DEV Community

Cover image for [freeCodeCamp] Basic JavaScript - Strings

[freeCodeCamp] Basic JavaScript - Strings

gutsytechster profile image Prashant Sharma Originally published at ・4 min read

Howdy fellows!

I hope you all are fine at this time of the pandemic. I am trying to utilize as much of my time as I can. So, I have started learning JavaScript from freeCodeCamp's JavaScript curriculum. This is the second post in the series, which I am writing to keep notes of my learning, which might help someone else. You can find my previous post here.

Let's get started


In JavaScript, a string can be written using any of the single or double quotes, as long as we start and end the string with the same quotation. For e.g.

var myString = "My name is Prashant";
var anotherString = 'I study in college';

In the above example, both myString and anotherString are valid strings in JavaScript.

Escaping literal quotes in JavaScript

When we need to insert a single or double quote within a string, we escape that character by pre-pending it by \ i.e. a backslash.  For e.g.

var myString = "It is a \"double quoted\" string";

would result in

It is a "double quoted" string;

However, you may not need to escape the string if your surrounding quotes are not same as what you want in the string. Let me give you an example

var myString = 'I am a "double quoted" string';

would give the same result as above. As you may notice, here we didn't need to escape the quote as the surrounding quote is a single quote (''), but what we used inside is a double quote.
Vice -versa would be true as well i.e. you may keep the double quotes for surrounding your string and use single quote inside of your string without escaping.

Other escape sequences in String

Apart from using escape sequence for multiple quotes within the same string, escape sequences are also used to type out characters which we may not be able to do otherwise. For e.g. a tab.

Some of the escape sequences present in JavaScript can be listed as

  • \' for single quotes
  • \" for double quotes
  • \\ for backslash, when you want to use backslash as a character in a string
  • \n for newline
  • \r for carriage return
  • \t for tab
  • \b for word boundary
  • \f for a form feed

String Concatenation

We can concatenate two strings using the + operator. For e.g.

var myString = "My name is Prashant" + " and I love programming.";

would give result as

"My name is Prashant and I love programming".

Make sure you give spaces where you want. Concatenation doesn't add spaces by itself. You may notice, I've provided a space in the second part of string concatenation.

You can use the shorthand += for concatenation as well. For e.g.

var myString = "My name is Prashant";
myString += " and I love programming";

This would give the same result as above.

We can use variables to store part of strings and then use them for concatenation. For e.g. the above example can also be written as

myName = "Prashant";
myHobby = "programming";

myString = "My name is " + myName + " and I love " + myHobby;

Finding the length of a string

To find the length of a string, we can make use of length property available to String data type as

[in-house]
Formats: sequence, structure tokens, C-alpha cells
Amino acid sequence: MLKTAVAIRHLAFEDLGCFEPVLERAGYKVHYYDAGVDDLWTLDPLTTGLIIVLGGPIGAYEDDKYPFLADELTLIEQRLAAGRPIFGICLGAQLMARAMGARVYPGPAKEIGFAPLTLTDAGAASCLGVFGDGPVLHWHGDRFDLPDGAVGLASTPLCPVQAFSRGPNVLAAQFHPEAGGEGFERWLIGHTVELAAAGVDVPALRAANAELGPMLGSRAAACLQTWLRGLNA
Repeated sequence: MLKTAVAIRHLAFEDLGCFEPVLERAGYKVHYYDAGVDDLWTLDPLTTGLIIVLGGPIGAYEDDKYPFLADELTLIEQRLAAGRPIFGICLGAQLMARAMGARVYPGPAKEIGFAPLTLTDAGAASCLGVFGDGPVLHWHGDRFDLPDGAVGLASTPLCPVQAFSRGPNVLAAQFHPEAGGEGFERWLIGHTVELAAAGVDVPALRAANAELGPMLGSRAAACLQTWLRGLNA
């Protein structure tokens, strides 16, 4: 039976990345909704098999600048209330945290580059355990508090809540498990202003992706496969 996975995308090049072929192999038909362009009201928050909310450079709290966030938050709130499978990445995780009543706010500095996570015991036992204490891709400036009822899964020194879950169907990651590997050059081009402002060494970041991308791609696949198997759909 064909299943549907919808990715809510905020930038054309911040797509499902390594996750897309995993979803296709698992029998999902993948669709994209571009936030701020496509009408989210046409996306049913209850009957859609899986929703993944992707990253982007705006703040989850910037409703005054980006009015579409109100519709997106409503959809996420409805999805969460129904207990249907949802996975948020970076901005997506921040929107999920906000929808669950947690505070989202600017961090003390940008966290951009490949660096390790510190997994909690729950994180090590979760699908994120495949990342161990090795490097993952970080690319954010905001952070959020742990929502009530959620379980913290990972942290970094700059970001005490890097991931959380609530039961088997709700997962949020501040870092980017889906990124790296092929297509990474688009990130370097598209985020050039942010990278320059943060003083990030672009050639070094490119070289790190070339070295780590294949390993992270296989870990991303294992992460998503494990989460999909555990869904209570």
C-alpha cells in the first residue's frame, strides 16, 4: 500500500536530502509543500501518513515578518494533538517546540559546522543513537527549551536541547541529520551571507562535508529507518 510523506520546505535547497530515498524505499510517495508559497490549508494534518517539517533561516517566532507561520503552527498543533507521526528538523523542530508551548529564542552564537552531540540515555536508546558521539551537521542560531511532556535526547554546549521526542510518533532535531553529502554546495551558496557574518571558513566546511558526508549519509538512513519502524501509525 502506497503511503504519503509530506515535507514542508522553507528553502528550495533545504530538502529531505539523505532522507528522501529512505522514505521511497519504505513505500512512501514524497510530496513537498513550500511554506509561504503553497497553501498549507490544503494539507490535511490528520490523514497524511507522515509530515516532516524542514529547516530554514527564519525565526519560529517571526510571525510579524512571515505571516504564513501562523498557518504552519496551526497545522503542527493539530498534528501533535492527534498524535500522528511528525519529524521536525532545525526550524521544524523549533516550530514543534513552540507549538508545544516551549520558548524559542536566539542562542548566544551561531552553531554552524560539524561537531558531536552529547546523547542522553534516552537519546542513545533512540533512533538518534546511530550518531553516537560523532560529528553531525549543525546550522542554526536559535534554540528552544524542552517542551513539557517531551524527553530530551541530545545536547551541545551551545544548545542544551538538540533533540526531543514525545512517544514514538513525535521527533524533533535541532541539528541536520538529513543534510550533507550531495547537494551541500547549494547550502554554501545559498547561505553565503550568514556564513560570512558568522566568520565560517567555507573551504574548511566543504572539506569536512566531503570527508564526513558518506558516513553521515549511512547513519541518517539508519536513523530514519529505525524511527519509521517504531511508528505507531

var myString = "Prashant";
myString.length; // This would give us 8

Look carefully, how I have used the property using the .(dot)  with the variable.

You may directly use the string to access its length property instead of storing it to a variable like

"Prashant".length; // This would also give us 8

Accessing individual characters of a string

We can access each character of a string using indexes. In JavaScript, we have indexes start from 0. Indexes are used along with the bracket notation to access the characters as

var myStr = "Example";
myStr[0]; // This would give us the 1st character of myStr i.e. "E"
myStr[1]; // This would give use the 2nd character i.e. "x".

This was easy, wasn't it?

  • Accessing the last character of a string

When you want to get the last character of the string, you may not know the last index of the string. In such cases, we can make use of the length property, we just discussed above.

We know that length property gives us the length of a string. So can you now think of at what index would the last character of a string be? Yes, it would be the length - 1 as index starts with 0 in JavaScript.

For e.g. in the above example, Example has length 7 but the last index of this string is 6. I hope, now you get it.

myStr[myStr.length - 1];  // This would give you the last character of myStr
  • Accessing last to Nth character in a string

In a similar fashion as above, if you want to get the nth character from the last, you can access it using myStr.length - n, when n is the nth character from the last.

String Immutability in JavaScript

In JavaScript, strings are immutable i.e. once created you cannot alter the contents of a string. For e.g.

var myStr = "Pan";
myStr[0] = "C";

would result in the following error as we are trying to alter the contents of myStr.

TypeError: Cannot assign to read only property '0' of string 'Pan'

But this doesn't mean that we can't change the value of myStr. You can always reassign it to any other value. It's just that individual characters of a string cannot be changed.


In this post, we got familiar with the fundamentals of a string in JavaScript and how to manipulate and access them.


I will be talking about other JavaScript fundamentals in the next post. Till then, be curious and keep learning! :)

Discussion (0)

Editor guide